Sharmila in Love


Irom Sharmila is in love with somebody who has been communicating and sharing soul anguish with her in her confinement through letters. A report in a national daily today said so. Nothing very strange about this, after all she is only 39 years of age, and living alone in a prison cell after having vowed to sacrifice eating to demand the repeal of the Armed Forces Special Powers Act, AFSPA, for the last almost 11 years. Her fast will complete 11 years on November 2 which is the day her family says her fast began, or November 4 when the newspapers first took notice of her fast and put it on record in the next day’s edition. The terrible privation she has inflicted upon herself and how she has been coping with it is next only to superhuman and it is a wonder that her spirit had not broken down long ago. Ordinary men and women would have probably lost their sanity by now. She is still very much alive today, carrying on the fight she took upon herself to shoulder. It must come with a great deal of bewilderment for many to discover that a superhuman has the heart of a human within. This should not be a matter of discouragement but of elation. After all, what we want to see demonstrated is an ordinary human pushing the boundaries of achievement and not a god doing what are humanly impossible.

We would in this sense give three cheers to Sharmila for the revelation and not downgrade her stature in any way, although we do feel as a public figure she should have been a little wary and discreet about going public with her very private life. It is also unfortunate that she had not indicated this to the local media, making it seem as if the local media has been party to keeping her feelings under wraps, or has there been such an effort by interested parties. This should become known sooner than later. But no great damage done, the truth is out, so be it, and hopefully for the better towards the actualisation of the noble cause she is fighting for. Her direct supporters, and all the rest of us, must come to terms with the new and more human image of the lonely tough-willed fighter, and carry the movement forward with renewed vigour. After all the movement is what is important, and with or without an iconic figure like Sharmila as standard bearer, it should carry on without any sense of loss or that the wind in the sail has diminished. She has done enough to highlight the issue, more than anyone behind the cause can imagine every doing. We should not be on the lookout for a martyr in her. Instead we should be encouraging her to end her self-inflicted privation and carry on the struggle without having to go through all the torture of unending hunger. The issue is the draconian AFSPA and not Irom Sharmila, however great she is.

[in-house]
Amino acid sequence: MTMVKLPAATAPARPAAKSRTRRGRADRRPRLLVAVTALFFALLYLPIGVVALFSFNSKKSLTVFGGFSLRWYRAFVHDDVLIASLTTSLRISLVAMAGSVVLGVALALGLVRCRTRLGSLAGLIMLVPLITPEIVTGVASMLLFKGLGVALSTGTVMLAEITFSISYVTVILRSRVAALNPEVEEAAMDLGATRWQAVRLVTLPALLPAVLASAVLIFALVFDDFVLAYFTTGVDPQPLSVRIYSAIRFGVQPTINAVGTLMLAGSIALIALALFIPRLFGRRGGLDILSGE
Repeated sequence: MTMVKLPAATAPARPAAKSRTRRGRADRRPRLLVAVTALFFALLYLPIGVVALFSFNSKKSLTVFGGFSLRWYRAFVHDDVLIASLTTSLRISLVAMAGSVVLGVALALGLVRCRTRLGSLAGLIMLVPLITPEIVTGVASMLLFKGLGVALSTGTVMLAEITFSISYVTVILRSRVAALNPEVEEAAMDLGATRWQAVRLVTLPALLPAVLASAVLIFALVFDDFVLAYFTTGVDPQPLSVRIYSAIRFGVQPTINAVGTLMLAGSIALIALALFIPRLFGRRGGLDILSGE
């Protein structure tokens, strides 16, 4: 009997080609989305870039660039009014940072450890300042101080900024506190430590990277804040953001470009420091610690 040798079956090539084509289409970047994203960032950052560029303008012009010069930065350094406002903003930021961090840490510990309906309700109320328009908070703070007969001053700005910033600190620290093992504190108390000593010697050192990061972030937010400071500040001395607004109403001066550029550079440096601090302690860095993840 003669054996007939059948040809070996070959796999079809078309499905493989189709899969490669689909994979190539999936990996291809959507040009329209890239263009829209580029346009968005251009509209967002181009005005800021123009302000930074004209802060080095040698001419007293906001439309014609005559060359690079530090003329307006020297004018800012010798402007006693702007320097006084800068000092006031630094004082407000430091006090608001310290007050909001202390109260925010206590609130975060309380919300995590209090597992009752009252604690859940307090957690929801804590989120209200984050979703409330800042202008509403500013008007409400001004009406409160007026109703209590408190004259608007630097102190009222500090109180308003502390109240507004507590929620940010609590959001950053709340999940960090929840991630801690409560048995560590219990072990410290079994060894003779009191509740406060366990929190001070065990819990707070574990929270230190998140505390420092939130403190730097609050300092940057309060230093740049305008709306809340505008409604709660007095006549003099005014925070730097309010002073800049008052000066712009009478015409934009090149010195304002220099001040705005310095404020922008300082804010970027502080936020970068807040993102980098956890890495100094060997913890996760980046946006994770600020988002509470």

We cannot however help wondering if Sharmila is not under psychological stress more than ever in the past few months. It is learnt that meeting her even by her own family members is no longer as easy as it used to be, permission now having to be acquired from the chief secretary of the state himself. All of us who have visited the iron lady in the past know her confinement was not so strictly guarded. For whatever the reason, her privation was being deepened and surely her loneliness too in equal measures, after all she is a human too. Imagine 11 years in a prison cell all alone, not even in contact with other prisoners as she is in a special jail ward in the Jawaharlal Nehru Hospital Porompat so as to enable medical care and nose feeding. Not only this, going without food is not just about tolerating hunger. In fact, in her case, hunger may not be much of an issue for she is fed through the nose and kept alive. But her self-denial is more about foregoing taste and smell of food, some of the most gratifying of all human senses. Any lesser person would have lost sanity under the circumstance. Is this additional stress having a toll on her? We hope not. In any case, the campaign against the oppressive AFSPA has been allowed to hinge on Sharmila alone for too long. This was not good for her as she is finding out now, or for the movement, for it deprived individuality of individual campaigners, most of them having simply to rally behind Sharmila, abdicating in the process the need to take individual stances in the manner Eric Fromm described the emergence of dictatorships in “Escape from Freedom”. The episode is sad in another way though. The paradoxical thing is, to be a public leader entails a great deal of sacrifice of private life. Sharmila as a selfless crusader against the embodiment of an oppressive law automatically came to be lifted on an exalted public pedestal. Sharmila as a shy private woman can lead a happy individual life but will disappear from the public domain. This is the difference between an inspirational leader and a common citizen. The freedom to aspire for either should remain with the individual. Let Sharmila decide her own future without any guilt. She has contributed enough already. Manipur and its resistance against the AFSPA must however continue undeterred even if she decides to retire to a peaceful normal life.


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